# Commutation in linear and nonlinear systems

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4 Citations (Scopus)

### Abstract

In this paper we consider the commutability of linear and nonlinear blocks. We show that linearity is not necessary nor sufficient requirement for the commutability since matrix multiplication is not in general commutative although scalar multiplication is commutative. For linear time-invariant systems following the superposition principle we can use the product of two transfer functions, essentially a set of scalar multiplications, and therefore the blocks commute. On the other hand, some blocks are represented by a matrix, for example linear time-variant blocks and blocks describing I/Q imbalance. Such blocks do not in general commute unless the matrices have some special properties. Furthermore, nonlinear systems are not in general commutative. The commutability is not valid unless there is a special reason for that. Typical examples for commutability include (1) the systems are combined through a commutable operation, or (2) one of the systems is the inverse of the other system.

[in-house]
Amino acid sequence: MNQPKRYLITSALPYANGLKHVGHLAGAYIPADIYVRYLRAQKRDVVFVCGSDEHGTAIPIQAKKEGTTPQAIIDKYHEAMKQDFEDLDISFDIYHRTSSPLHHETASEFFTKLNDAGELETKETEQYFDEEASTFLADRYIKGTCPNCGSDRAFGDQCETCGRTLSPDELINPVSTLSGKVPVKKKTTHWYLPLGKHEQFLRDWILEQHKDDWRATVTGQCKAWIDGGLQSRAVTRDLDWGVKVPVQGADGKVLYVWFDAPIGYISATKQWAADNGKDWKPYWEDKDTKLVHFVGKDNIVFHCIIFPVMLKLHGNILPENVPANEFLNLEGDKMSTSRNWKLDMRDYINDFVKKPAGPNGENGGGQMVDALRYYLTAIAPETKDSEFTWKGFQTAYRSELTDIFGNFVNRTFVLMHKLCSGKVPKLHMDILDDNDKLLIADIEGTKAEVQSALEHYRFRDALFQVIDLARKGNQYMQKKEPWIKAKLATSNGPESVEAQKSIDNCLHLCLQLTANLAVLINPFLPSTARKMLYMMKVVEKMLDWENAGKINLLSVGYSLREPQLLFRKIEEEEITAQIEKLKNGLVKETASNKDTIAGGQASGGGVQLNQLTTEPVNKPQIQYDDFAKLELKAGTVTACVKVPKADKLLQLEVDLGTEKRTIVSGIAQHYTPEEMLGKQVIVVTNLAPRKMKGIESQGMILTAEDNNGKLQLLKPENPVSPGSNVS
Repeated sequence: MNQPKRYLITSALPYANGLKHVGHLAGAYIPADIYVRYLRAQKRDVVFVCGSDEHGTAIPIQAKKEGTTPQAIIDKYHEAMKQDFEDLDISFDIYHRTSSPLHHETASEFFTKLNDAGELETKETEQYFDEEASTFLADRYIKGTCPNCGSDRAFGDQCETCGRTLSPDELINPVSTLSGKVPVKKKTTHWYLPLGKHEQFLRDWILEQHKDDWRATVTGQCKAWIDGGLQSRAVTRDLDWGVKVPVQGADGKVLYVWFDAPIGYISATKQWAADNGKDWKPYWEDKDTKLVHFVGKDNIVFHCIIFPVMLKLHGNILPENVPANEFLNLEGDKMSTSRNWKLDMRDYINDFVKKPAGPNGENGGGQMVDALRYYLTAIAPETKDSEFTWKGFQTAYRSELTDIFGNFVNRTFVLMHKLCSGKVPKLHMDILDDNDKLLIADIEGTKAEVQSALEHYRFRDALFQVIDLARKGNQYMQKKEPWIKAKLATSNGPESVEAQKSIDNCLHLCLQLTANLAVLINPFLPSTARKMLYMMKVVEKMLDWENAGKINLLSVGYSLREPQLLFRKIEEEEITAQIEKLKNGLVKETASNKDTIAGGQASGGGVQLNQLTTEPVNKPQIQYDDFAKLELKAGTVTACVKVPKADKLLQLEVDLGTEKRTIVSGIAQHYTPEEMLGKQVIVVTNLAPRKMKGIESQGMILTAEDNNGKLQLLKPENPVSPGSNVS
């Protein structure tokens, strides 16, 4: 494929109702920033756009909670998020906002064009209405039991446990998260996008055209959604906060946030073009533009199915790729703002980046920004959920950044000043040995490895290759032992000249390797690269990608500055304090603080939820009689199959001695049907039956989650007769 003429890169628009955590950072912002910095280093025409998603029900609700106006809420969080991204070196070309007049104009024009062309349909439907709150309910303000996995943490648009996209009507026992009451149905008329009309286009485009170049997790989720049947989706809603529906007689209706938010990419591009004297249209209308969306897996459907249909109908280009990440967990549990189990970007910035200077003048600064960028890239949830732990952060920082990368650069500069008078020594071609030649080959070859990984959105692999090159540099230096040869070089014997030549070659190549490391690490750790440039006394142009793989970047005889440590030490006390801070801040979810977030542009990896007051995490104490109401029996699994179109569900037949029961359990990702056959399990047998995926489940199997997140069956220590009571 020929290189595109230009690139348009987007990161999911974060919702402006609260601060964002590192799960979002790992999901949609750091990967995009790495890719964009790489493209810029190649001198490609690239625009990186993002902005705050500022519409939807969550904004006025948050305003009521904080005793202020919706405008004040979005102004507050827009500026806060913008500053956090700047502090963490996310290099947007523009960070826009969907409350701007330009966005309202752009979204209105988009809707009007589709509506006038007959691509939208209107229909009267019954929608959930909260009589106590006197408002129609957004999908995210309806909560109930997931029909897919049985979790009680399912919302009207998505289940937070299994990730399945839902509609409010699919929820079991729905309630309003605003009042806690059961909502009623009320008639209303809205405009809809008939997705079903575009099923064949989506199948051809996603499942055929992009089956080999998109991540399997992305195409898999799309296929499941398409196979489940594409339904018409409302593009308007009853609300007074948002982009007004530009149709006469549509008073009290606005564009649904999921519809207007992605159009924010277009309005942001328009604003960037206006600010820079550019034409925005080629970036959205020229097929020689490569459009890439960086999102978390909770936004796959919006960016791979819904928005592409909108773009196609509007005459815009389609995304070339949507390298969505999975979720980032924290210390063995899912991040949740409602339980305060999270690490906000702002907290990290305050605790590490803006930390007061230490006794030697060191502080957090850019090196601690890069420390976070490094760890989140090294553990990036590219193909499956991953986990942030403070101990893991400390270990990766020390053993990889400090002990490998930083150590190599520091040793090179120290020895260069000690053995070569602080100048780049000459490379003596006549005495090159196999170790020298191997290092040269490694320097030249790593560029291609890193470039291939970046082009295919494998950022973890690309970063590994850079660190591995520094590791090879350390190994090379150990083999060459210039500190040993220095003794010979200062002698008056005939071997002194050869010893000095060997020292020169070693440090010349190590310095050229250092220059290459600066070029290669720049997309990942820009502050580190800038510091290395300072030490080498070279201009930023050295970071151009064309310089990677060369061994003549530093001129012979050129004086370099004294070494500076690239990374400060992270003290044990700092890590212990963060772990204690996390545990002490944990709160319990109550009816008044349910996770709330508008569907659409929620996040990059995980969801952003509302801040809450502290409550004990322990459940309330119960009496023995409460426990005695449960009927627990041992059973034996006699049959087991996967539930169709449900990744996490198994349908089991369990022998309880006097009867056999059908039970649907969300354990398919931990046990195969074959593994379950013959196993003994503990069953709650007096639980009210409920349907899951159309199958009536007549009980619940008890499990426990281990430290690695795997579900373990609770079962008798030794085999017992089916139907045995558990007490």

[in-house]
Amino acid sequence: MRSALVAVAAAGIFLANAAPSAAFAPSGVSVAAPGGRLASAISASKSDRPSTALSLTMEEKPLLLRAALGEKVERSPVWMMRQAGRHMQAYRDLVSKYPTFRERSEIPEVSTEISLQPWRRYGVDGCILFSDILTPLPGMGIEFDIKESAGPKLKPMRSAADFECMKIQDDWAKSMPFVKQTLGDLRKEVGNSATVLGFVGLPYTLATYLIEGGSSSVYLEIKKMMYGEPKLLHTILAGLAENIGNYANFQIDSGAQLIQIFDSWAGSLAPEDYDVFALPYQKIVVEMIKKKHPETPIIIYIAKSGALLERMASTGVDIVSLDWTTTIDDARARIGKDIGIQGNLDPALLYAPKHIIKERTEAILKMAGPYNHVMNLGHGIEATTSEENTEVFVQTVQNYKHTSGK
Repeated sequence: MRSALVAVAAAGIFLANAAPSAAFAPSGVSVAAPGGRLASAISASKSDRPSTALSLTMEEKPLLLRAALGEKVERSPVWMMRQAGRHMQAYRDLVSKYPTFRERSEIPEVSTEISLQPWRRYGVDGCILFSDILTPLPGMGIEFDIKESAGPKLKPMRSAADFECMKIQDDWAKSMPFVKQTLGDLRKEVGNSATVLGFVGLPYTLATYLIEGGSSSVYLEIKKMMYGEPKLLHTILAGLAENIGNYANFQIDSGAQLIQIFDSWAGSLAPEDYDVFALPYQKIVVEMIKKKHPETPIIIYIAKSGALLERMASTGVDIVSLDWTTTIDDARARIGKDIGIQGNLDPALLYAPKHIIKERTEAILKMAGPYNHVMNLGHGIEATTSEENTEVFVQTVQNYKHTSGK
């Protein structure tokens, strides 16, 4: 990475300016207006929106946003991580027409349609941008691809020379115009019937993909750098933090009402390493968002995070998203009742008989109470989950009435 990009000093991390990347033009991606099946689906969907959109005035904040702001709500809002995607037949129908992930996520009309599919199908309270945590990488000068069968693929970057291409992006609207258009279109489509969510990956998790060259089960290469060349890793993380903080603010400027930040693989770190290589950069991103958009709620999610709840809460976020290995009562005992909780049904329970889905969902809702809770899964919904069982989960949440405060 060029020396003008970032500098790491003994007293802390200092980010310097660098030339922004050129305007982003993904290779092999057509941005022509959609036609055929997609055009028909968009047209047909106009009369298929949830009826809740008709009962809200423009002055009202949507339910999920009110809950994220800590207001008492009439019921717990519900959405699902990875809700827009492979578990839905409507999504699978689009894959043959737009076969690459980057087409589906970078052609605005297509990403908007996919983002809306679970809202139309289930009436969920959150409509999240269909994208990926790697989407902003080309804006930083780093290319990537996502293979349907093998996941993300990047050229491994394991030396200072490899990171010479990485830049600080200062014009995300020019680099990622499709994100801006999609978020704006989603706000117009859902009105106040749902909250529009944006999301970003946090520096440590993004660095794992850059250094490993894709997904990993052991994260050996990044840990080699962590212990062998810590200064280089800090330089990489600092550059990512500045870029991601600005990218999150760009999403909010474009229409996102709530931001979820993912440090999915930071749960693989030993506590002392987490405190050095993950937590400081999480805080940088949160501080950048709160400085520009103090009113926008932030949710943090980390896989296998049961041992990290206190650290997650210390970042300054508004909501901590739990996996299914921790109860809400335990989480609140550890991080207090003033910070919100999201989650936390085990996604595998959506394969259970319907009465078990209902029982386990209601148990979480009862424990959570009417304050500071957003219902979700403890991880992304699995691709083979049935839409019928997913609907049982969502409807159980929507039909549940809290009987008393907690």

Original language English 92-94 3 Frequenz 60 5-6 https://doi.org/10.1515/FREQ.2006.60.5-6.92 Published - 2006 A1 Journal article-refereed

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Electric commutation
Linear systems
Nonlinear systems
Transfer functions

### Cite this

Mämmelä, Aarne. / Commutation in linear and nonlinear systems. In: Frequenz. 2006 ; Vol. 60, No. 5-6. pp. 92-94.
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In: Frequenz, Vol. 60, No. 5-6, 2006, p. 92-94.

Research output: Contribution to journalArticleScientificpeer-review

TY - JOUR

T1 - Commutation in linear and nonlinear systems

AU - Mämmelä, Aarne

PY - 2006

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AB - In this paper we consider the commutability of linear and nonlinear blocks. We show that linearity is not necessary nor sufficient requirement for the commutability since matrix multiplication is not in general commutative although scalar multiplication is commutative. For linear time-invariant systems following the superposition principle we can use the product of two transfer functions, essentially a set of scalar multiplications, and therefore the blocks commute. On the other hand, some blocks are represented by a matrix, for example linear time-variant blocks and blocks describing I/Q imbalance. Such blocks do not in general commute unless the matrices have some special properties. Furthermore, nonlinear systems are not in general commutative. The commutability is not valid unless there is a special reason for that. Typical examples for commutability include (1) the systems are combined through a commutable operation, or (2) one of the systems is the inverse of the other system.

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